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December 2001/January 2002
The Courage to Vote No

By Claudette Silver


When Congresswoman Barbara Lee (D-CA) voted in the U.S. House of Representatives against Senate Joint Resolution 23 authorizing the use of military force in response to the attacks of September 11th, she stood alone. The resolution passed 98-0 in the Senate, and 420-1 in the House, granting the President sweeping military power based on the War Powers Act of 1973. Barbara Lee, while clearly committed to responding to the attacks, disagreed that military action was the best solution. “I am not convinced that voting for the resolution preserves and protects U.S. interests,” said Lee. In the following weeks, Lee’s office was been over-run with correspondence from more than 30,000 people. Roughly 60 to 70 percent nationwide have expressed their support, according to Lee, with the number reaching up to 80 percent in her home district that includes Oakland and Berkeley, California. Of course, not everyone supports her vote. Following her vote, Lee received several death threats and required a police escort.

In an interview with John Nichols of The Nation, Lee reveals her surprise at being the only representative to vote no. “It never dawned on me that I would cast the only vote against this resolution.” She believes that although her fellow Representatives voted in favor of the resolution, many still favor a restrained military response. “If you read the floor statements, you’ll see that there are many members of Congress who share my concerns...when I cast that vote, I was speaking for other people in Congress and outside Congress who want a more deliberative approach.”

Lee’s opposition to war, while perhaps shocking to some in light of the magnitude of the WTC tragedy, is not unprecedented. In fact, Lee also stood as the lone dissenter just two years ago in the 424-1 House vote against the bombing of Serbia. Her desire to seek alternatives to military action is reminiscent of another U.S. Congresswoman—Jeanette Rankin of Montana. She, too, chose to vote her conscience regardless of the consequence.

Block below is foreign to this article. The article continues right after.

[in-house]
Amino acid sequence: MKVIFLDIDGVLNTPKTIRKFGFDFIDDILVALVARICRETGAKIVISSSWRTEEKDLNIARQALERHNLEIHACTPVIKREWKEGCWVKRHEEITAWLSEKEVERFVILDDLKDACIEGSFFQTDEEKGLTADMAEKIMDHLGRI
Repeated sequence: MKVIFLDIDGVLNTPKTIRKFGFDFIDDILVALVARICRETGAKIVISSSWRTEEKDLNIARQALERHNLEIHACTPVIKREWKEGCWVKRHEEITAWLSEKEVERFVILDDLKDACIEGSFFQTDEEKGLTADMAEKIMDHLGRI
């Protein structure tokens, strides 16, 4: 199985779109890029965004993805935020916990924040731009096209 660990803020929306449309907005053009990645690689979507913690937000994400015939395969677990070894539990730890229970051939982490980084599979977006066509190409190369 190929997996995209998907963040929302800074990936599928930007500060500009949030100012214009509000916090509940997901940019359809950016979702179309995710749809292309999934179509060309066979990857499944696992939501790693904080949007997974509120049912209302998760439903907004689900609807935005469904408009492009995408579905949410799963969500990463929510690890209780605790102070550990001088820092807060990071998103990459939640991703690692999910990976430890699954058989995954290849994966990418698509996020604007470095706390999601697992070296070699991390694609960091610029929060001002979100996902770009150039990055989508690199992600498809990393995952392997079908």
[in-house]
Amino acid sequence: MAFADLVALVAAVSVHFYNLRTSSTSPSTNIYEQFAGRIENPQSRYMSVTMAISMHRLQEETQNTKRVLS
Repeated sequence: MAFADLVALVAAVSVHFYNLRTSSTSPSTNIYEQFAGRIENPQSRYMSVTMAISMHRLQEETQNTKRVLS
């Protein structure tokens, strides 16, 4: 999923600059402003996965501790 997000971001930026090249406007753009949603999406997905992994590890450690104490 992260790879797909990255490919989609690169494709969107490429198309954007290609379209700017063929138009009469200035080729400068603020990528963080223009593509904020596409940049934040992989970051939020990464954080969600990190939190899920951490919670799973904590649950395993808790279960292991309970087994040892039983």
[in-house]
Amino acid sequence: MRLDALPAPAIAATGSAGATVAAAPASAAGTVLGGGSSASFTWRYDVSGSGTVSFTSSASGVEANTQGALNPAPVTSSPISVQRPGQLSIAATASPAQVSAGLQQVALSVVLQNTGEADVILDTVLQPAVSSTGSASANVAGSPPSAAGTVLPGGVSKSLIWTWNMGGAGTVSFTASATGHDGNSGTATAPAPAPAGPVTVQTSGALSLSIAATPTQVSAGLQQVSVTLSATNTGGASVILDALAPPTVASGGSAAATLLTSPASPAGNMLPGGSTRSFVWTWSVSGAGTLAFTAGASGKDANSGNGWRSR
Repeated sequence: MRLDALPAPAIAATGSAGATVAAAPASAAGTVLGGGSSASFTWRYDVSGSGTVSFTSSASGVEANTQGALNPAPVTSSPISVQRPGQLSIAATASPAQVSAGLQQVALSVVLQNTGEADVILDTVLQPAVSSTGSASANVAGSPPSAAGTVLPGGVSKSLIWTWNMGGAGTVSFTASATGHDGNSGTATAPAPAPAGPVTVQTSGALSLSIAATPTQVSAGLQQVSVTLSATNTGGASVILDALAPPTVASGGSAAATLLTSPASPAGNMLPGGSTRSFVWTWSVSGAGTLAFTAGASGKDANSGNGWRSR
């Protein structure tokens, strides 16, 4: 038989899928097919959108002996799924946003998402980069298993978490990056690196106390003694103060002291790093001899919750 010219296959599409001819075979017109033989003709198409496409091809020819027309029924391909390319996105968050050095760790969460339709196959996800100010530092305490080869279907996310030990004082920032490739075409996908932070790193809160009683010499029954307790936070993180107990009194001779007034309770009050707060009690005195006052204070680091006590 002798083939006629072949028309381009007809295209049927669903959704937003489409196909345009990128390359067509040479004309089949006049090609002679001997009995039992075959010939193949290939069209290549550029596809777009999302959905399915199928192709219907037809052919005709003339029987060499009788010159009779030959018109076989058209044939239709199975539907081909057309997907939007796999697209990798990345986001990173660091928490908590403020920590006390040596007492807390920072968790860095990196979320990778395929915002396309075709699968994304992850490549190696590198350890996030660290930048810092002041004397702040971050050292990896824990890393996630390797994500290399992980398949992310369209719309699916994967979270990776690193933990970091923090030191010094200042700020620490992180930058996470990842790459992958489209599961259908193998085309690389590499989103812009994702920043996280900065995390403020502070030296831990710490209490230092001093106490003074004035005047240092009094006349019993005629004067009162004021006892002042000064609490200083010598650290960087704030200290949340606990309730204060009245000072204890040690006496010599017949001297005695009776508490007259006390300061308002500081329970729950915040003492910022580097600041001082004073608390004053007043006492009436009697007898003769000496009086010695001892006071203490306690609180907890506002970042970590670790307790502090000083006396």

In 1916, Rankin became the first woman elected to the House of Representatives at a time when women could not vote in most states. She ran as a Republican on a progressive platform that included national women’s suffrage and child protection laws. Not long after she took office, President Woodrow Wilson called a special session of Congress, and on April 6, 1917, the Senate passed a resolution declaring war against Germany. When it came time for the House to vote, Rankin was one of only 50 members who opposed the measure. According to Rankin, “I knew that we were asked to vote for a commercial war, that none of the idealistic hopes would be carried out, and I was aware of the falseness of much of the propaganda.”

Rankin’s dedication to democracy and social justice led her to decades of work in Washington, DC. After her first term in Congress, from 1917 to 1919, Rankin worked as a lobbyist for groups such as the Women’s Peace Union and the National Council for the Prevention of War. She also founded the Georgia Peace Society in 1928 after establishing a residence in Athens, GA.

In 1940, Rankin returned to Congress, this time running on an openly anti-war campaign. After the bombing of Pearl Harbor, Congress debated on the declaration of war against Japan. Again, she opposed the measure, this time casting the sole vote in both the House and Senate against the war. Said Rankin, “As a woman, I can’t go to war and I refuse to send anyone else.”

Although this marked an end to her political career, Rankin never left the realm of peace and social justice. She traveled to India seven times between 1946 and 1971 to study the nonviolent teachings and strategies of Mahatma Gandhi. She also actively opposed the war in Vietnam, and on January 15, 1968, led more than 5,000 women, who called themselves the Jeannette Rankin Brigade, to a demonstration on Capitol Hill.

Decisions such as these were a struggle for both Lee and Rankin, who looked to their conscience to guide them. Rankin, although a committed pacifist, agreed to wait until the last minute to vote on the declaration of WWI. She explained, “I said I would listen to those who wanted war and would not vote until the last opportunity; and if I could see any reason for going to war, I would change it.” Nothing that was said changed her mind. Similarly, Lee reached her decision after attending a memorial service for those killed in the World Trade Center attacks. She writes, “I have agonized over this vote. But I came to grips with opposing this resolution during the very painful memorial service today. As a member of the clergy so eloquently said, ‘As we act, let us not become the evil that we deplore.’”

Rankin’s famous quote “You can no more win a war than you can win an earthquake” speaks to the futility and downward cyclical nature of violence. Similarly, Lee believes that solutions to international crises exist outside the realm of military maneuvering. “Military action is a one-dimensional reaction to a multi-dimensional problem,” says Lee. With hope, she adds, “Finally, we have a chance to demonstrate to the world that great powers can choose to fight on the fronts of their choosing, and that we can choose to avoid needless military action when other avenues to redress our rightful grievances and to protect our nation are available to us.”

At times like these, the bravery of Jeanette Rankin and Barbara Lee to vote their consciences inspires hope in those of us who search for non-military and diplomatic solutions to conflict.


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